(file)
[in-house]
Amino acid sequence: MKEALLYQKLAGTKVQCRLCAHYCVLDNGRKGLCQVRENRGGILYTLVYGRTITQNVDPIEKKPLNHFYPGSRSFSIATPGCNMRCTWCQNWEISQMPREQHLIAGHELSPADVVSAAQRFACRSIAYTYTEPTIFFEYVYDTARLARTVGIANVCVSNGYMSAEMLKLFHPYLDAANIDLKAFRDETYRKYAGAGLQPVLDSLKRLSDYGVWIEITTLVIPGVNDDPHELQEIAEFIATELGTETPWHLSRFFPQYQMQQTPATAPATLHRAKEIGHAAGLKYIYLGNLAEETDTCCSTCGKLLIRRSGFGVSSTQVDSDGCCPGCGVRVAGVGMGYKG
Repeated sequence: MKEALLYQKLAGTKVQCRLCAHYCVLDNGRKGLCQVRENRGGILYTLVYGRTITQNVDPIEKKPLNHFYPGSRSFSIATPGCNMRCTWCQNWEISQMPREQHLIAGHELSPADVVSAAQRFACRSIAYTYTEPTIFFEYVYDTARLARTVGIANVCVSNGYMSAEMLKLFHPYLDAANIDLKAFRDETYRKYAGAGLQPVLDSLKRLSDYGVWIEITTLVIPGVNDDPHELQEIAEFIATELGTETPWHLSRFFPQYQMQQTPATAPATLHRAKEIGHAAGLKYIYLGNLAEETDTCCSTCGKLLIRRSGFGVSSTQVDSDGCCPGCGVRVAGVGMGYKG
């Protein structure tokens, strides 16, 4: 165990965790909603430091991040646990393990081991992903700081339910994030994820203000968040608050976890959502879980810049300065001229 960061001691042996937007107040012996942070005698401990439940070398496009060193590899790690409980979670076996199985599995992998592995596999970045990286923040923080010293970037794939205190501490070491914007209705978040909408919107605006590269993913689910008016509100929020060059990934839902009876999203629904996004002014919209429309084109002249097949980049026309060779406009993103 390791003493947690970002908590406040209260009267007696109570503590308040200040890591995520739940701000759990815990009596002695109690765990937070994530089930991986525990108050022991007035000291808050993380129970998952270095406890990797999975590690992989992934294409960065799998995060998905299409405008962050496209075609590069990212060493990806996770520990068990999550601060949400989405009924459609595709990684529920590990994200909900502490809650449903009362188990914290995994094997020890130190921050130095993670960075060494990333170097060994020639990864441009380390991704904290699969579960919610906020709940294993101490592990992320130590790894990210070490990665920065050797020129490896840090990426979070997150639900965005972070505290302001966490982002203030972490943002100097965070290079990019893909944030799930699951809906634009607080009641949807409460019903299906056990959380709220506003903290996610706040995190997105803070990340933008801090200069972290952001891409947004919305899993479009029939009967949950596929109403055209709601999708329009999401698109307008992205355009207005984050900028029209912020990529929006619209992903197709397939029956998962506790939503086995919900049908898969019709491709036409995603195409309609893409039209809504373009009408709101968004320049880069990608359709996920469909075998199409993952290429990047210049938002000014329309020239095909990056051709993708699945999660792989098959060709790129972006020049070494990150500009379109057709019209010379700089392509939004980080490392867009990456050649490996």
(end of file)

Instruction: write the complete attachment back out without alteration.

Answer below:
[in-house]
Amino acid sequence: MKEALLYQKLAGTKVQCRLCAHYCVLDNGRKGLCQVRENRGGILYTLVYGRTITQNVDPIEKKPLNHFYPGSRSFSIATPGCNMRCTWCQNWEISQMPREQHLIAGHELSPADVVSAAQRFACRSIAYTYTEPTIFFEYVYDTARLARTVGIANVCVSNGYMSAEMLKLFHPYLDAANIDLKAFRDETYRKYAGAGLQPVLDSLKRLSDYGVWIEITTLVIPGVNDDPHELQEIAEFIATELGTETPWHLSRFFPQYQMQQTPATAPATLHRAKEIGHAAGLKYIYLGNLAEETDTCCSTCGKLLIRRSGFGVSSTQVDSDGCCPGCGVRVAGVGMGYKG
Repeated sequence: MKEALLYQKLAGTKVQCRLCAHYCVLDNGRKGLCQVRENRGGILYTLVYGRTITQNVDPIEKKPLNHFYPGSRSFSIATPGCNMRCTWCQNWEISQMPREQHLIAGHELSPADVVSAAQRFACRSIAYTYTEPTIFFEYVYDTARLARTVGIANVCVSNGYMSAEMLKLFHPYLDAANIDLKAFRDETYRKYAGAGLQPVLDSLKRLSDYGVWIEITTLVIPGVNDDPHELQEIAEFIATELGTETPWHLSRFFPQYQMQQTPATAPATLHRAKEIGHAAGLKYIYLGNLAEETDTCCSTCGKLLIRRSGFGVSSTQVDSDGCCPGCGVRVAGVGMGYKG
């Protein structure tokens, strides 16, 4: 165990965790909603430091991040646990393990081991992903700081339910994030994820203000968040608050976890959502879980810049300065001229 960061001691042996937007107040012996942070005698401990439940070398496009060193590899790690409980979670076996199985599995992998592995596999970045990286923040923080010293970037794939205190501490070491914007209705978040909408919107605006590269993913689910008016509100929020060059990934839902009876999203629904996004002014919209429309084109002249097949980049026309060779406009993103 390791003493947690970002908590406040209260009267007696109570503590308040200040890591995520739940701000759990815990009596002695109690765990937070994530089930991986525990108050022991007035000291808050993380129970998952270095406890990797999975590690992989992934294409960065799998995060998905299409405008962050496209075609590069990212060493990806996770520990068990999550601060949400989405009924459609595709990684529920590990994200909900502490809650449903009362188990914290995994094997020890130190921050130095993670960075060494990333170097060994020639990864441009380390991704904290699969579960919610906020709940294993101490592990992320130590790894990210070490990665920065050797020129490896840090990426979070997150639900965005972070505290302001966490982002203030972490943002100097965070290079990019893909944030799930699951809906634009607080009641949807409460019903299906056990959380709220506003903290996610706040995190997105803070990340933008801090200069972290952001891409947004919305899993479009029939009967949950596929109403055209709601999708329009999401698109307008992205355009207005984050900028029209912020990529929006619209992903197709397939029956998962506790939503086995919900049908898969019709491709036409995603195409309609893409039209809504373009009408709101968004320049880069990608359709996920469909075998199409993952290429990047210049938002000014329309020239095909990056051709993708699945999660792989098959060709790129972006020049070494990150500009379109057709019209010379700089392509939004980080490392867009990456050649490996």